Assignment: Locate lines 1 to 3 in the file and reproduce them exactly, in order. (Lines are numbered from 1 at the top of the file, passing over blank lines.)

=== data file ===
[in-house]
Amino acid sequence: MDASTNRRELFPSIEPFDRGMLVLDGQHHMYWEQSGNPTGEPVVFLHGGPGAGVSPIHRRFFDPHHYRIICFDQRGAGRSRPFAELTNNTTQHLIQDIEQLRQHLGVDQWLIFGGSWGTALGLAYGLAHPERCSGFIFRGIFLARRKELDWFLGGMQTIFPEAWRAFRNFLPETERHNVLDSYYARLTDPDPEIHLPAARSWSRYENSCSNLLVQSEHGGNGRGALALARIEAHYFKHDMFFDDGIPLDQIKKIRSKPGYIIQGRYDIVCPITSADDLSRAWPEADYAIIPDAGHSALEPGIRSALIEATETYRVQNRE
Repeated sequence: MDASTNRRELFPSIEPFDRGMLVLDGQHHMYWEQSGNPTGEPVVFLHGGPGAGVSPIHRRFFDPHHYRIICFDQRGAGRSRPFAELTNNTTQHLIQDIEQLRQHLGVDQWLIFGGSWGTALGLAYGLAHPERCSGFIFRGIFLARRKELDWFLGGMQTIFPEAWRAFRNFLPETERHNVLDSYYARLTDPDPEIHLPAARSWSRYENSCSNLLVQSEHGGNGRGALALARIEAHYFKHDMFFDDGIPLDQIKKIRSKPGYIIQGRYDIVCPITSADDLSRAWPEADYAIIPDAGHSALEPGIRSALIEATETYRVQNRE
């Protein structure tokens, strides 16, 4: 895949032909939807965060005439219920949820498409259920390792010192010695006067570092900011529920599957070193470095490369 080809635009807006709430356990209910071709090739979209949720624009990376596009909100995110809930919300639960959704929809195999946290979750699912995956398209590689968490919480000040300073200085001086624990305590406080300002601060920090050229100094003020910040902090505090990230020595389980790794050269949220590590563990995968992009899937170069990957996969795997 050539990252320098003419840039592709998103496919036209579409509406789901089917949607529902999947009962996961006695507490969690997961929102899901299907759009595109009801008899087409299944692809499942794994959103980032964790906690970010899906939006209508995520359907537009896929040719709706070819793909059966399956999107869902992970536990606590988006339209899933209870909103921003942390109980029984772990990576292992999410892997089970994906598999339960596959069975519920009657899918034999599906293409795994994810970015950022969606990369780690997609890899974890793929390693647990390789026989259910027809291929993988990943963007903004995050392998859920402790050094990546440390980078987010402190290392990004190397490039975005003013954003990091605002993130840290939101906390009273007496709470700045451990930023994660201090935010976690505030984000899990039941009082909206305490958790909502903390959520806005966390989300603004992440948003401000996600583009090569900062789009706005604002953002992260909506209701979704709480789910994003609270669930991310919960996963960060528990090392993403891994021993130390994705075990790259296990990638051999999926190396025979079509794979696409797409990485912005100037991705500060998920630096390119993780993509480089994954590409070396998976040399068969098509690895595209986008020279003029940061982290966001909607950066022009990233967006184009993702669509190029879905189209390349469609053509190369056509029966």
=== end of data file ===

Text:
[in-house]
Amino acid sequence: MDASTNRRELFPSIEPFDRGMLVLDGQHHMYWEQSGNPTGEPVVFLHGGPGAGVSPIHRRFFDPHHYRIICFDQRGAGRSRPFAELTNNTTQHLIQDIEQLRQHLGVDQWLIFGGSWGTALGLAYGLAHPERCSGFIFRGIFLARRKELDWFLGGMQTIFPEAWRAFRNFLPETERHNVLDSYYARLTDPDPEIHLPAARSWSRYENSCSNLLVQSEHGGNGRGALALARIEAHYFKHDMFFDDGIPLDQIKKIRSKPGYIIQGRYDIVCPITSADDLSRAWPEADYAIIPDAGHSALEPGIRSALIEATETYRVQNRE
Repeated sequence: MDASTNRRELFPSIEPFDRGMLVLDGQHHMYWEQSGNPTGEPVVFLHGGPGAGVSPIHRRFFDPHHYRIICFDQRGAGRSRPFAELTNNTTQHLIQDIEQLRQHLGVDQWLIFGGSWGTALGLAYGLAHPERCSGFIFRGIFLARRKELDWFLGGMQTIFPEAWRAFRNFLPETERHNVLDSYYARLTDPDPEIHLPAARSWSRYENSCSNLLVQSEHGGNGRGALALARIEAHYFKHDMFFDDGIPLDQIKKIRSKPGYIIQGRYDIVCPITSADDLSRAWPEADYAIIPDAGHSALEPGIRSALIEATETYRVQNRE